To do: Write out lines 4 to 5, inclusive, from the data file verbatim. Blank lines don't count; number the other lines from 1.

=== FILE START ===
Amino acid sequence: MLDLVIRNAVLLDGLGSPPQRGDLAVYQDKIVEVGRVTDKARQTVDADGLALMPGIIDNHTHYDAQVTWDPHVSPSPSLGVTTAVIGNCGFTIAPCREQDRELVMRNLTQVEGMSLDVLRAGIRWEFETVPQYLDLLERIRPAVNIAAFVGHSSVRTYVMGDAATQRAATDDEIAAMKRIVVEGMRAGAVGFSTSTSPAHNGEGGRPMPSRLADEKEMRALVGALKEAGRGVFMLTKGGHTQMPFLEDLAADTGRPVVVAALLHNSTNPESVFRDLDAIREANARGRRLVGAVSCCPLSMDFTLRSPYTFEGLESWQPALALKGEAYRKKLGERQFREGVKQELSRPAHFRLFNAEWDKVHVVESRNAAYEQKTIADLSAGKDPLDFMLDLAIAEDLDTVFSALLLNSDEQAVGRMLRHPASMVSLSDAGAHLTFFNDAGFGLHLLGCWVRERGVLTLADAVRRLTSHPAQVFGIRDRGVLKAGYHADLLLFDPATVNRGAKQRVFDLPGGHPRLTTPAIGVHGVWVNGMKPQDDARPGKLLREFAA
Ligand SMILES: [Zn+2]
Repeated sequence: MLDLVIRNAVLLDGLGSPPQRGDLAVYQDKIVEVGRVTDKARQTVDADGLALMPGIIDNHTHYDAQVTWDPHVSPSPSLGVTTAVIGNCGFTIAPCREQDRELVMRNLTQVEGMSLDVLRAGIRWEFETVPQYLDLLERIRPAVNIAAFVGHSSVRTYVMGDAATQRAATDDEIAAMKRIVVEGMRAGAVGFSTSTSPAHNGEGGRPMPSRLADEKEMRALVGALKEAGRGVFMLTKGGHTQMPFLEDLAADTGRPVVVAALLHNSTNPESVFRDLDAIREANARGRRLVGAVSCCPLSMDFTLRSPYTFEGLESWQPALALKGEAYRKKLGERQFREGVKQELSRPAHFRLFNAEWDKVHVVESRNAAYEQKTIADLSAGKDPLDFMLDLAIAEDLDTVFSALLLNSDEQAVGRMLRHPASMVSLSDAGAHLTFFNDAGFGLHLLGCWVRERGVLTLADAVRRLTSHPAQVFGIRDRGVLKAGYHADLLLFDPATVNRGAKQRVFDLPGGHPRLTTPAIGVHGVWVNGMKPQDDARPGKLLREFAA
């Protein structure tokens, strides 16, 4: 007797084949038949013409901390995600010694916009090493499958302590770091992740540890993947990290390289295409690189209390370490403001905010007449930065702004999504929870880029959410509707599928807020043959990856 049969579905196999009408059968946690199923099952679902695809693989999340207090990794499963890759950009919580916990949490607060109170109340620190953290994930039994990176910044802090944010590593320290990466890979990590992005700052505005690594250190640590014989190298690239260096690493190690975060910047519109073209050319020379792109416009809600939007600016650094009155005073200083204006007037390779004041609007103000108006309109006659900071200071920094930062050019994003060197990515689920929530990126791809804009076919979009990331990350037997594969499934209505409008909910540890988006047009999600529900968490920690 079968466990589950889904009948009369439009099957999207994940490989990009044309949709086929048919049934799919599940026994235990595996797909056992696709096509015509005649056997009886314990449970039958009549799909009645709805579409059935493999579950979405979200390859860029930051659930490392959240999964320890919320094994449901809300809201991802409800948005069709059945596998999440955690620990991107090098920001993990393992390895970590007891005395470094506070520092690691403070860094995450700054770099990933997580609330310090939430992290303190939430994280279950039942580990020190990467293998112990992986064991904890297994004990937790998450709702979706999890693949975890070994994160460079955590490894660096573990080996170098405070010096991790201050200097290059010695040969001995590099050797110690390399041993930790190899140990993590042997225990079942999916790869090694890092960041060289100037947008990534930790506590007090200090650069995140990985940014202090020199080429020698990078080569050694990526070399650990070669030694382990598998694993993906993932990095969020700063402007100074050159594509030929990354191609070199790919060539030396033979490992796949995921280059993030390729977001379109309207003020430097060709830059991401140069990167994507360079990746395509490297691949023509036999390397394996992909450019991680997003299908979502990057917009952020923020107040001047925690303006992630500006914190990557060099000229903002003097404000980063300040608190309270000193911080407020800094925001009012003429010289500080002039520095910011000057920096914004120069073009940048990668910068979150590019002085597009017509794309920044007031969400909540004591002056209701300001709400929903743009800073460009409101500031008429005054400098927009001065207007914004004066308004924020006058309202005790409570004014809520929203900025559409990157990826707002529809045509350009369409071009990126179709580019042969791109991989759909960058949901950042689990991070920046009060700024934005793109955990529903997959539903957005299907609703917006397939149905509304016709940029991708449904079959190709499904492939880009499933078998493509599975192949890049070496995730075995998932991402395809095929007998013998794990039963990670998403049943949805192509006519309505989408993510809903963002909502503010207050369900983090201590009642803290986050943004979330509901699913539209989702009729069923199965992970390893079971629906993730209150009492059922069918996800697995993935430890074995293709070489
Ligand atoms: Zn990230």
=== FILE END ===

């Protein structure tokens, strides 16, 4: 007797084949038949013409901390995600010694916009090493499958302590770091992740540890993947990290390289295409690189209390370490403001905010007449930065702004999504929870880029959410509707599928807020043959990856 049969579905196999009408059968946690199923099952679902695809693989999340207090990794499963890759950009919580916990949490607060109170109340620190953290994930039994990176910044802090944010590593320290990466890979990590992005700052505005690594250190640590014989190298690239260096690493190690975060910047519109073209050319020379792109416009809600939007600016650094009155005073200083204006007037390779004041609007103000108006309109006659900071200071920094930062050019994003060197990515689920929530990126791809804009076919979009990331990350037997594969499934209505409008909910540890988006047009999600529900968490920690 079968466990589950889904009948009369439009099957999207994940490989990009044309949709086929048919049934799919599940026994235990595996797909056992696709096509015509005649056997009886314990449970039958009549799909009645709805579409059935493999579950979405979200390859860029930051659930490392959240999964320890919320094994449901809300809201991802409800948005069709059945596998999440955690620990991107090098920001993990393992390895970590007891005395470094506070520092690691403070860094995450700054770099990933997580609330310090939430992290303190939430994280279950039942580990020190990467293998112990992986064991904890297994004990937790998450709702979706999890693949975890070994994160460079955590490894660096573990080996170098405070010096991790201050200097290059010695040969001995590099050797110690390399041993930790190899140990993590042997225990079942999916790869090694890092960041060289100037947008990534930790506590007090200090650069995140990985940014202090020199080429020698990078080569050694990526070399650990070669030694382990598998694993993906993932990095969020700063402007100074050159594509030929990354191609070199790919060539030396033979490992796949995921280059993030390729977001379109309207003020430097060709830059991401140069990167994507360079990746395509490297691949023509036999390397394996992909450019991680997003299908979502990057917009952020923020107040001047925690303006992630500006914190990557060099000229903002003097404000980063300040608190309270000193911080407020800094925001009012003429010289500080002039520095910011000057920096914004120069073009940048990668910068979150590019002085597009017509794309920044007031969400909540004591002056209701300001709400929903743009800073460009409101500031008429005054400098927009001065207007914004004066308004924020006058309202005790409570004014809520929203900025559409990157990826707002529809045509350009369409071009990126179709580019042969791109991989759909960058949901950042689990991070920046009060700024934005793109955990529903997959539903957005299907609703917006397939149905509304016709940029991708449904079959190709499904492939880009499933078998493509599975192949890049070496995730075995998932991402395809095929007998013998794990039963990670998403049943949805192509006519309505989408993510809903963002909502503010207050369900983090201590009642803290986050943004979330509901699913539209989702009729069923199965992970390893079971629906993730209150009492059922069918996800697995993935430890074995293709070489
Ligand atoms: Zn990230």